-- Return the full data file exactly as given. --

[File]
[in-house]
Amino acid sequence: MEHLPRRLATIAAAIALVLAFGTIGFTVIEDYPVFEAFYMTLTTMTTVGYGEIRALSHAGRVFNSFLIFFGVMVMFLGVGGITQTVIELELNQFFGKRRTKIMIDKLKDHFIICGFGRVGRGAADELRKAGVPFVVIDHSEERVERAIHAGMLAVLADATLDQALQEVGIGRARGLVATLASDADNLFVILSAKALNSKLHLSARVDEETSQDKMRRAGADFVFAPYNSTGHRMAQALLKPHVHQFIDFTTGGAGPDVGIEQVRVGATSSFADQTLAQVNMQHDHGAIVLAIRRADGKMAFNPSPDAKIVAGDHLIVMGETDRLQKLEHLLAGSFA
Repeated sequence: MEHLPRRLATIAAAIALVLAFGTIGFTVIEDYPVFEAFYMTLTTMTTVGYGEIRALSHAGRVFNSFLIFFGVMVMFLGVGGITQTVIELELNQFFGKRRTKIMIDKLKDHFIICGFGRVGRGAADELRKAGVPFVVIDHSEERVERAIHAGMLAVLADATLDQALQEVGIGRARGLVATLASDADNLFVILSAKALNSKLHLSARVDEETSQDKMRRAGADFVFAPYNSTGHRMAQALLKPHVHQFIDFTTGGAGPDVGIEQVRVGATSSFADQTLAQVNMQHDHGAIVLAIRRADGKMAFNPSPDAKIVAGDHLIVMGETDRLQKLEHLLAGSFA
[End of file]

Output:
[in-house]
Amino acid sequence: MEHLPRRLATIAAAIALVLAFGTIGFTVIEDYPVFEAFYMTLTTMTTVGYGEIRALSHAGRVFNSFLIFFGVMVMFLGVGGITQTVIELELNQFFGKRRTKIMIDKLKDHFIICGFGRVGRGAADELRKAGVPFVVIDHSEERVERAIHAGMLAVLADATLDQALQEVGIGRARGLVATLASDADNLFVILSAKALNSKLHLSARVDEETSQDKMRRAGADFVFAPYNSTGHRMAQALLKPHVHQFIDFTTGGAGPDVGIEQVRVGATSSFADQTLAQVNMQHDHGAIVLAIRRADGKMAFNPSPDAKIVAGDHLIVMGETDRLQKLEHLLAGSFA
Repeated sequence: MEHLPRRLATIAAAIALVLAFGTIGFTVIEDYPVFEAFYMTLTTMTTVGYGEIRALSHAGRVFNSFLIFFGVMVMFLGVGGITQTVIELELNQFFGKRRTKIMIDKLKDHFIICGFGRVGRGAADELRKAGVPFVVIDHSEERVERAIHAGMLAVLADATLDQALQEVGIGRARGLVATLASDADNLFVILSAKALNSKLHLSARVDEETSQDKMRRAGADFVFAPYNSTGHRMAQALLKPHVHQFIDFTTGGAGPDVGIEQVRVGATSSFADQTLAQVNMQHDHGAIVLAIRRADGKMAFNPSPDAKIVAGDHLIVMGETDRLQKLEHLLAGSFA